Lewis: Risk! Stop telling the same stories. Stop writing the same poems others are writing. Stop saying things the same way every other person has said them. Do something different. Release any notion of style, for style can become a reason to not try new things, or receive advice or critique.

    Edit! Edit! Look for ways to improve your product! Believe in the purpose of the eraser. It exists for a reason. Embrace it. Embrace that there is always room to improve.

    Use concrete images, and avoid abstractions. If you can touch it, you can use it. Finally, have fun and don’t take yourself too seriously. Creativity is a gift. Act like it.

    PoetryCircle: What scares you most about life or living?

    Lewis: What scares me most is not living life fully, or based on how I’ve defined it. When I turned 30, I decided I would not live my life by anyone else’s expectations. I would not allow someone else to tell me what was good or bad. I would make those decisions. I would try it, and decide if it worked for me.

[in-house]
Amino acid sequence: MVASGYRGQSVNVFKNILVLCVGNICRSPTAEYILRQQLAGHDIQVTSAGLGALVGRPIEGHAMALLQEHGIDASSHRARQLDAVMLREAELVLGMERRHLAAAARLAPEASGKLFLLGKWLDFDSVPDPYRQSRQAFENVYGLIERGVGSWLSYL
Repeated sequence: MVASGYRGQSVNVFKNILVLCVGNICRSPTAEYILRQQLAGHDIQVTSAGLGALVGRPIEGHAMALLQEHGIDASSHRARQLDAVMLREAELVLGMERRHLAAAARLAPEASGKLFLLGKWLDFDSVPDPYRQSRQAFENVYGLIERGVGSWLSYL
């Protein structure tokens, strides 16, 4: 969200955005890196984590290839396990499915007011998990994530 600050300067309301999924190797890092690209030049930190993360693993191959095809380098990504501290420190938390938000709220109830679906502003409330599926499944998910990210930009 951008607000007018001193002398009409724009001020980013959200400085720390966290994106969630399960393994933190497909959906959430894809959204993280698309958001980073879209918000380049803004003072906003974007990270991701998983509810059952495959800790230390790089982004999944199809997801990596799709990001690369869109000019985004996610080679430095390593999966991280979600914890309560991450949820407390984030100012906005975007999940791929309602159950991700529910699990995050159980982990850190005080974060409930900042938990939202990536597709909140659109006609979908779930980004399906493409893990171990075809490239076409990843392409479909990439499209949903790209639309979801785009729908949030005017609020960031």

PoetryCircle: What scares you least relative to what you think others are scared about?

    Lewis: ISIS. I think I’d win the lottery twice before I’m personally affected by them. Obamacare. Why people are so afraid of a mechanism that provides access to health care is beyond me. I keep hearing the term government overreach. I think the government deciding you own your land, but not its natural resources (natural gas, oil, etc.), is government overreach! Dying broke. I would much rather prefer not to live broke. If I die, and just so happen to spend it all, or most of it, cool.

    PoetryCircle: Is there life after death?

    Lewis: I have to believe there is something. I can’t account for what, but this would all be quite fruitless if this is the extent of the journey. If all we do is pop into existence, mull around for 65 years, and dissipate into nothingness, I’d question the point to that.

    I will say, my oldest memory—or rather, the first thing I remember thinking—was “I’ve already done this; why am I here again”? I’ve wondered about that memory—and your question—all my life as a result.

    PoetryCircle:  What’s a poetry editor?